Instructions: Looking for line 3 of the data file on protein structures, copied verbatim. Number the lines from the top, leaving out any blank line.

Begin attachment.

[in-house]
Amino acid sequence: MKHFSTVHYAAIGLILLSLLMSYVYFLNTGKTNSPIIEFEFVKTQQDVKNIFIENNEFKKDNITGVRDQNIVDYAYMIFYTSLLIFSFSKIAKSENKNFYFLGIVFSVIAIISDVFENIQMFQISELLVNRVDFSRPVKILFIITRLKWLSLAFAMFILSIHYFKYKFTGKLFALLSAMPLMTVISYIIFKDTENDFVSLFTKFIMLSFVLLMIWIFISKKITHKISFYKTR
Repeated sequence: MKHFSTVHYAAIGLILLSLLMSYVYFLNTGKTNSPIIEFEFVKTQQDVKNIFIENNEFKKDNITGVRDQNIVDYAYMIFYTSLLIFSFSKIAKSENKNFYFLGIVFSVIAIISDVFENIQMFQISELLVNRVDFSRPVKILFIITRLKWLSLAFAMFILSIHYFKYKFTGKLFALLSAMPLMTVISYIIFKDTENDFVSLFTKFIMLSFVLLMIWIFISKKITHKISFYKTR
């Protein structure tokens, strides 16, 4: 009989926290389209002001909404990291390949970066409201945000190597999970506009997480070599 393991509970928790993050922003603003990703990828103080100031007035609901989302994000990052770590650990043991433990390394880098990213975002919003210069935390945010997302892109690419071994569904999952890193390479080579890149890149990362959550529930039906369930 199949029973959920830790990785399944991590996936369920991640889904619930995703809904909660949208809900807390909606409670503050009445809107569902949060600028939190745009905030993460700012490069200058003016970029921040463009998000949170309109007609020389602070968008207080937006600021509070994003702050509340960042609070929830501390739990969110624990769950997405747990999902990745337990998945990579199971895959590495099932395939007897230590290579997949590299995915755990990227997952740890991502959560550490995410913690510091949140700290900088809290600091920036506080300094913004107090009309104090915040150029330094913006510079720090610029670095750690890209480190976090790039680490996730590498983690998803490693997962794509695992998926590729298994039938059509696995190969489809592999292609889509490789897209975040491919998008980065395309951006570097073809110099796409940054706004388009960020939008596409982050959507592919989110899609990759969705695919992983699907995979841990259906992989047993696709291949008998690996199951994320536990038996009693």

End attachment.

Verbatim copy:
Repeated sequence: MKHFSTVHYAAIGLILLSLLMSYVYFLNTGKTNSPIIEFEFVKTQQDVKNIFIENNEFKKDNITGVRDQNIVDYAYMIFYTSLLIFSFSKIAKSENKNFYFLGIVFSVIAIISDVFENIQMFQISELLVNRVDFSRPVKILFIITRLKWLSLAFAMFILSIHYFKYKFTGKLFALLSAMPLMTVISYIIFKDTENDFVSLFTKFIMLSFVLLMIWIFISKKITHKISFYKTR